Russia accuses United States of inciting Ukraine to escalate the war

By Guy Faulconbridge

MOSCOW (Reuters) -Russia on Friday accused the United States of inciting Ukraine to escalate the war by condoning attacks on Crimea, warning that Washington was now directly involved in the conflict because "crazy people" had dreams of defeating Russia.

Moscow was responding to comments by U.S. Under Secretary of State Victoria Nuland who said the United States considers that Crimea, which Russia annexed from Ukraine in 2014, should be demilitarised at a minimum and that Washington supports Ukrainian attacks on military targets on the peninsula.

"Now the American warmongers have gone even further: They incite the Kyiv regime to further escalate the war," Maria Zakharova, spokeswoman for the Russian foreign ministry, told reporters when asked about Nuland's remarks.

"They supply weapons in huge quantities, provide intelligence and participate directly in the planning of combat operations," Zakharova said, adding that some U.S. officials dreamed like "crazies" of defeating Russia.

Crimea, which includes the port of Sevastopol where Russia's Black Sea Fleet is based, is seen by Western and Russian diplomats as the biggest potential flashpoint of the Ukraine war.

The Kremlin has said all territories considered by Moscow to be part of Russia - including the areas of Ukraine under Russian control - are covered by its nuclear umbrella.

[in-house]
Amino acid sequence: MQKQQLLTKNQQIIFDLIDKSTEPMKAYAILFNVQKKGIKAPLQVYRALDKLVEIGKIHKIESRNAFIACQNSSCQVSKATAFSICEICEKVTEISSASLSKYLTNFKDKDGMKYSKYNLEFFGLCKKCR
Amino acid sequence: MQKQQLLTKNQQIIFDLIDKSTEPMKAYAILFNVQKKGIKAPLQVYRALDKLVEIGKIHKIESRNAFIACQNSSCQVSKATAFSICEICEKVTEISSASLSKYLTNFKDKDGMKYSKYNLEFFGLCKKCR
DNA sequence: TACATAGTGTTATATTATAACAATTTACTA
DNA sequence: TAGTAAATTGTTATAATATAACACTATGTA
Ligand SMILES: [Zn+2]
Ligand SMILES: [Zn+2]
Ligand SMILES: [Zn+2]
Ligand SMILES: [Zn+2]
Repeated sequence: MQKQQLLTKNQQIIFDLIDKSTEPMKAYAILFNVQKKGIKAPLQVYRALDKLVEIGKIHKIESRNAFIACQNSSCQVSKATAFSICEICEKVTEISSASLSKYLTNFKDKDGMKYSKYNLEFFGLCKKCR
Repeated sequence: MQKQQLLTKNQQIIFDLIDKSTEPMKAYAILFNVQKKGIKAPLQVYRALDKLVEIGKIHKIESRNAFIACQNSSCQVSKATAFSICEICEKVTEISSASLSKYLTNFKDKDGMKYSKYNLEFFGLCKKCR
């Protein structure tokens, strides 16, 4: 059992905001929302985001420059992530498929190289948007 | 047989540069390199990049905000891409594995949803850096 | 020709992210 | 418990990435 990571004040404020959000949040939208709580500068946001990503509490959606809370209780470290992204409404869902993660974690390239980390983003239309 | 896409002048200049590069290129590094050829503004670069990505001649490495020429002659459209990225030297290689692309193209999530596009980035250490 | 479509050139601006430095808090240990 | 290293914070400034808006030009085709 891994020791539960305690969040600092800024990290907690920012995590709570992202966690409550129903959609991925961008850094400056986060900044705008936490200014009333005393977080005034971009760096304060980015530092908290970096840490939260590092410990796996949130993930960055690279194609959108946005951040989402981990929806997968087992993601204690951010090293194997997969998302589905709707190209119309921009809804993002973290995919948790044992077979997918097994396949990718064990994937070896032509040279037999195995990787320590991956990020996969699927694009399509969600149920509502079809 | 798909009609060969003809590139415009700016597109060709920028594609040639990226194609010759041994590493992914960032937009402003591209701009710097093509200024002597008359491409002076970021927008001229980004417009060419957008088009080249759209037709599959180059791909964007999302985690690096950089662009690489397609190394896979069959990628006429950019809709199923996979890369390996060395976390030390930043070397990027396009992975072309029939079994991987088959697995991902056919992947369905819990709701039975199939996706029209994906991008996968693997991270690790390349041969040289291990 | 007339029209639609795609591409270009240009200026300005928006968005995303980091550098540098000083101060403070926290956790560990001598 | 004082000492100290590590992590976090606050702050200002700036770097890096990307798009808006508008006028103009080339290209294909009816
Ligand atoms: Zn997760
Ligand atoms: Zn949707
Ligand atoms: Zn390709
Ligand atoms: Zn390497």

"No matter what the Ukrainians decide about Crimea in terms of where they choose to fight etcetera, Ukraine is not going to be safe unless Crimea is at a minimum, at a minimum, demilitarised," Nuland told the Carnegie Endowment for International Peace in Washington.

Asked about the dangers of escalation in the Ukraine war, Nuland said Russia had a host of military installations crucial for the conflict. "Those are legitimate targets, Ukraine is hitting them and we are supporting that," Nuland said.

President Vladimir Putin casts Russia's "special military operation" in Ukraine as an existential battle with an aggressive and arrogant West, and has said that Russia will use all available means to protect itself and its people.

The United States has denied that it wants to destroy Russia, while President Joe Biden has cautioned that a conflict between Russia and NATO could trigger World War Three, though he has also said Putin should not remain in power.

Crimea, which juts out into the Black Sea, was absorbed into the Russian empire after Catherine the Great annexed it in the 18th century.

In 1921, the peninsula became part of the Soviet Union and of Russia within it until 1954, when it was handed to Ukraine, also a Soviet republic, by Josef Stalin’s successor Nikita Khrushchev.

In the 1994 Budapest Memorandum, Russia recognised Ukrainian sovereignty in its existing borders - which included Crimea - and agreed to refrain from using force against Kyiv.

Attacks on Russian air and naval bases in Crimea, as well as on a Russian-built road and rail bridge linking it to Russia across the Kerch Strait - have been celebrated by Ukrainian officials.

(Reporting by Guy FaulconbridgeEditing by Mark Heinrich/Andrew Osborn)